Those are the insider reservations shall we say. The voices of outsiders have been critical for other reasons, berating the Pope for not getting down to cases: Do you apologise for the Crusades? Do you apologise for what your predecessors did or didn’t do when Hitler was annihilating Jews by the trainload? And what good is the Church’s repentance anyway—does it put things right, does it undo damage, does it make any difference at all? And what about present sins—not just the sins of dead people but the sins of the living—Do you ask pardon for them too? Would you risk naming them? Are you ready to change?
“Repent and believe in the gospel,” says Jesus today in a voice still hoarse with desert dust. Repent! He makes it sound easy! But if the Pope struggles with repentance then I guess we shouldn’t be surprised to find it hard either.
By the world’s logic repentance runs the range from risky to stupid. What does it change? The past is past. The dead are dead. So why make yourself vulnerable now? Get over it and get on with life … Live for the future.
But the past isn’t past and the dead aren’t dead and the future shouldn’t be more of the same. The Holy are not the ones who have never sinned but the ones who have sinned a lot but been forgiven more. Heck! Even God needs to remember the mistakes he’s made. Was creation a bad idea? Send a flood. Did the flood fix things up once and for all? Of course not! Put that rainbow in the sky to keep in mind the pact she made with all living things never to destroy them again. Life and death, past and future are what Lent is all about. The flood and the desert. Wild beasts and angels.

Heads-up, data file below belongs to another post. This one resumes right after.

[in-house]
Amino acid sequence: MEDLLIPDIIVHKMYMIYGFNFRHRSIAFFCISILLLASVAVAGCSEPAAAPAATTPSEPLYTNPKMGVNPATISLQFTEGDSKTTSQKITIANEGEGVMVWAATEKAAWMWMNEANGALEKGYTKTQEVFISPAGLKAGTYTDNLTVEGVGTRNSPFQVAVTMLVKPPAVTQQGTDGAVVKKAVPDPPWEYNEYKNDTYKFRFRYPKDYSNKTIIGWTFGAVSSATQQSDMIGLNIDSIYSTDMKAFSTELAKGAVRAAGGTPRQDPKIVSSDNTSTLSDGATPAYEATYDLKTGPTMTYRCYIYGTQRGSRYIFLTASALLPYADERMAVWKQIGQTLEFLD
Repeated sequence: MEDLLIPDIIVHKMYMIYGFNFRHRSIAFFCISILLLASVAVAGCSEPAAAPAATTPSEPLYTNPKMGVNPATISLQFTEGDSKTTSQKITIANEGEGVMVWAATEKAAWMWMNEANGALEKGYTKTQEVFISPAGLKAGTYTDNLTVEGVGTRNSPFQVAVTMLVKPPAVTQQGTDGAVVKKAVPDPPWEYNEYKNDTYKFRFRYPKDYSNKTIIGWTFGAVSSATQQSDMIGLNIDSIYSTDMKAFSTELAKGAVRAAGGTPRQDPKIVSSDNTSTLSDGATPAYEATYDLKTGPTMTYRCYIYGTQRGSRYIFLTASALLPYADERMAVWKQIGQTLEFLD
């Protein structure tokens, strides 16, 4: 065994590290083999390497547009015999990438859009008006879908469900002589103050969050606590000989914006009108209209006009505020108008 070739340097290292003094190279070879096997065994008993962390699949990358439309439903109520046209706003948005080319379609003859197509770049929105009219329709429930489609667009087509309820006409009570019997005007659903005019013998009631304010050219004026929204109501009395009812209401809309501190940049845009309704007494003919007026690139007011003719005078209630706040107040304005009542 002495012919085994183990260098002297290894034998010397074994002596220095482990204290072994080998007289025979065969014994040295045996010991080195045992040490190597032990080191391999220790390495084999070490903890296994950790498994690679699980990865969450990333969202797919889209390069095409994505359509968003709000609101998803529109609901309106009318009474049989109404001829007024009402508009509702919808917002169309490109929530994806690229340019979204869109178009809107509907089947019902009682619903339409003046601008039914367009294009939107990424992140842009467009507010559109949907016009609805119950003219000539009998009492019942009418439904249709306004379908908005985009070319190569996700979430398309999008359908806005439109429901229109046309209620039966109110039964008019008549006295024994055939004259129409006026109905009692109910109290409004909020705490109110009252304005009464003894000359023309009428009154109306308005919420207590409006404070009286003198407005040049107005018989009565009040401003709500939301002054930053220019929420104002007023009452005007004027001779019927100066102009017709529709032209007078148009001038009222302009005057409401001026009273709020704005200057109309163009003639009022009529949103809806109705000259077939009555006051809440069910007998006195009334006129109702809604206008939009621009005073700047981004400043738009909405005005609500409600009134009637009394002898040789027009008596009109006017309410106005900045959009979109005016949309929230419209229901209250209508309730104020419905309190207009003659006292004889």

What is Lent about? It is about dying. Dying. Our newly signed-up Elect are heading for the waters of baptism at Easter. But the water isn’t to wash them clean, to remove the dirt of sin: the water is to drown them! It’s the only way to follow Jesus—to be put to death in the flesh and brought to life in the spirit. Isn’t there a better way? Nobody in their right mind wants that. Life is too precious. Even Jesus resists it. Has to be driven into the desert by the spirit. No wonder we resist Lent. No wonder the Church resists asking pardon. No wonder the world resists giving it.